Disclaimer: I wrote this for my English class and edited it a bit for blogging purposes. Also, the transitions are choppy and/or nonexistent.
The Provo Tabernacle burned down last month- but only on the inside. Since the outer facade was made of brick, both it and the turrets of the building were preserved. On the morning it burned down, friends of mine posted pictures, taken at some ungodly hour, on facebook and blogs. The tabernacle was in flames in the tell-tale pinkish grey of early morning. It looked and seemed surreal at first. There were people at the time who said that the destruction of the Tabernacle was a blow to their testimonies. Others noted the preservation of a painting of Christ and thought that was a sign from Heavenly Father. It’s easy to make metaphors out of life events, and to take the connections one makes in a few seconds seriously.
“I’d have taken it as a sign from the man upstairs,” said Scott, “if it didn’t have swears in it.” He saw a train scarred with graffiti last week and the first legible line he noticed was, “F--- fake hos,” followed by the name of his most recent ex-girlfriend. Would God cuss at us to get a message across? What if it worked? Would he burn down a beloved, albeit old, building?
Or would he send us revelation via fortune cookie? “Change is in your future.” “You will soon happen upon a great deal of money.” Book on Tape Worm went out for Chinese last weekend and we got four fortune cookies each, opening all of them together. Our eyes widened and squinted as we read and pretended to believe each pseudo-sage message. We saved them in our wallets. Maybe we'll refer back to them someday, connecting their prophecies to then-past events.
I smashed my finger in the door in late September, and then Skyler asked me out. For the brief time we dated, my middle right finger was purple and swollen. When we broke up, my fingernail fell off. I pretended it was a sign. I also pretended that the jack-o-lantern I threw away in November was his head. I pretended that when the glass jar and candle I hung outside fell down and shattered, it was a metaphor for letting him go.
I’ve lost the bracelet he gave me. That might actually mean something.
My dad came to visit me back in December and he and I drove down University Avenue, just past Center Street, and parked next to the City Hall. He snapped some pictures of the Tabernacle, flanked with firetrucks. We walked to the top of the parking garage next door to get a better view, talking about philosophy because that’s how my dad is. I realized later that even the Tabernacle could be a metaphor- but for clearing out old things and building new ones. I used that metaphor to build me. I thought, “Sometimes we have to be burned down inside in order to be remodeled into something better. Everything will be okay in the end.” The Tabernacle is being remodeled, from the looks of my last drive-by.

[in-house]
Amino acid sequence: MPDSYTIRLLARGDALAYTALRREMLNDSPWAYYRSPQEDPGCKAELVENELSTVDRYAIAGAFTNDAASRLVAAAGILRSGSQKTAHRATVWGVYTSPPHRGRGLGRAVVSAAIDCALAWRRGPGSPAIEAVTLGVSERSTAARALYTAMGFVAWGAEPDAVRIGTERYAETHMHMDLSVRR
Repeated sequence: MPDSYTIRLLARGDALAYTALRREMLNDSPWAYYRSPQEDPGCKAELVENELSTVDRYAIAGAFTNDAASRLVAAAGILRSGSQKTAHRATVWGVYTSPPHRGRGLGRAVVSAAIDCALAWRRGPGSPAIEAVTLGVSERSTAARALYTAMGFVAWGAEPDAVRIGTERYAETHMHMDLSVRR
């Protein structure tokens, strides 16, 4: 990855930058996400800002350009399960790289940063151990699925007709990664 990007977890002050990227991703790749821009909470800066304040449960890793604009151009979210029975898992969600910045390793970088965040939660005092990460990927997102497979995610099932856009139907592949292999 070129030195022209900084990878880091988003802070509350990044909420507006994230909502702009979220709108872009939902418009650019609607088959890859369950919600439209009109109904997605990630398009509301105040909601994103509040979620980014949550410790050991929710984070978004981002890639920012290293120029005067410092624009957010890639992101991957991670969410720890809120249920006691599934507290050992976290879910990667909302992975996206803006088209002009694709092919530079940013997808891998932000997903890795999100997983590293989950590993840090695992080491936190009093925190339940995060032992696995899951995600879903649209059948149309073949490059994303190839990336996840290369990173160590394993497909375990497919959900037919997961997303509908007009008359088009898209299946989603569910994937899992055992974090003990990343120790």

Most people’s astrological signs changed a week or two ago, right? Consulting the newest star charts, I discovered that I was no longer a Gemini, but a Taurus. I felt vague disappointment, even a loss of identity. Then the astrologers told us this change only applied to those born after 1999 or some arbitrary date. We breathed a sigh of relief- as if our futures would be any different if we kept the same star signs.
How much clout can a sign hold? What makes something a sign to which people? Even though I hope God sometimes sends signs to people, I think it’s important to use discernment in naming a heavenly message. If I create a sign that saves or ruins me, grant God the credit for letting me make the connection, or give me the blame for taking it too far.
I like pretending that I live in a book and that some author (like Emma Thompson in Stranger than Fiction, although hopefully less morbid) is making allusions and writing beautiful imagery into my life, but I think I know better than to take her too seriously. I am the only narrator I know of, and my awareness of the metaphors around me may even be irrelevant. I believe that regardless of the author, I am the text. I’ll take my metaphors with a grain of salt.